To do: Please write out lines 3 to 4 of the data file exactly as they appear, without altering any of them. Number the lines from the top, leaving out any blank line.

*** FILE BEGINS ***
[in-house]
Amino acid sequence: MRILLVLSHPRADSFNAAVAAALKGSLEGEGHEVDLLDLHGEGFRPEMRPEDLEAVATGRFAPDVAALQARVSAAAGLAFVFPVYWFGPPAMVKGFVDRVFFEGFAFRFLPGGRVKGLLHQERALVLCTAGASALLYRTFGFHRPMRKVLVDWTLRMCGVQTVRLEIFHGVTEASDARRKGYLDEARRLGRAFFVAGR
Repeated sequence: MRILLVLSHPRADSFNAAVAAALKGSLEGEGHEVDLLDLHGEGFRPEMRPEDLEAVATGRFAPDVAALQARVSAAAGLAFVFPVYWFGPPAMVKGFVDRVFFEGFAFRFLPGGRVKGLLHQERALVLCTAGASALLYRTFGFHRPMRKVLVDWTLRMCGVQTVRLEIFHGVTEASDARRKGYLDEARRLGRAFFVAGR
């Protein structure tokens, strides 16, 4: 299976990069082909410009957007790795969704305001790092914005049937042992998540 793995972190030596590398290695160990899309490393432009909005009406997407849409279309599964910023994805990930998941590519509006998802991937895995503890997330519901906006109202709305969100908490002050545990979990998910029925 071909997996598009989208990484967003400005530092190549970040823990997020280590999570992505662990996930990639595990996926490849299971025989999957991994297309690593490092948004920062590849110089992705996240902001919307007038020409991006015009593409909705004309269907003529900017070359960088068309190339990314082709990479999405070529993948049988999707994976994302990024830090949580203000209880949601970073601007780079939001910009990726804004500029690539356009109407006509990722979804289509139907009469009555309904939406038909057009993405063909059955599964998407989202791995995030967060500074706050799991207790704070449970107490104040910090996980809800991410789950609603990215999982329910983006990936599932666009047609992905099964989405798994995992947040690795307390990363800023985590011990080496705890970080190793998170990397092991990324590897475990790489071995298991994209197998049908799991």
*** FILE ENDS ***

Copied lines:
Repeated sequence: MRILLVLSHPRADSFNAAVAAALKGSLEGEGHEVDLLDLHGEGFRPEMRPEDLEAVATGRFAPDVAALQARVSAAAGLAFVFPVYWFGPPAMVKGFVDRVFFEGFAFRFLPGGRVKGLLHQERALVLCTAGASALLYRTFGFHRPMRKVLVDWTLRMCGVQTVRLEIFHGVTEASDARRKGYLDEARRLGRAFFVAGR
């Protein structure tokens, strides 16, 4: 299976990069082909410009957007790795969704305001790092914005049937042992998540 793995972190030596590398290695160990899309490393432009909005009406997407849409279309599964910023994805990930998941590519509006998802991937895995503890997330519901906006109202709305969100908490002050545990979990998910029925 071909997996598009989208990484967003400005530092190549970040823990997020280590999570992505662990996930990639595990996926490849299971025989999957991994297309690593490092948004920062590849110089992705996240902001919307007038020409991006015009593409909705004309269907003529900017070359960088068309190339990314082709990479999405070529993948049988999707994976994302990024830090949580203000209880949601970073601007780079939001910009990726804004500029690539356009109407006509990722979804289509139907009469009555309904939406038909057009993405063909059955599964998407989202791995995030967060500074706050799991207790704070449970107490104040910090996980809800991410789950609603990215999982329910983006990936599932666009047609992905099964989405798994995992947040690795307390990363800023985590011990080496705890970080190793998170990397092991990324590897475990790489071995298991994209197998049908799991």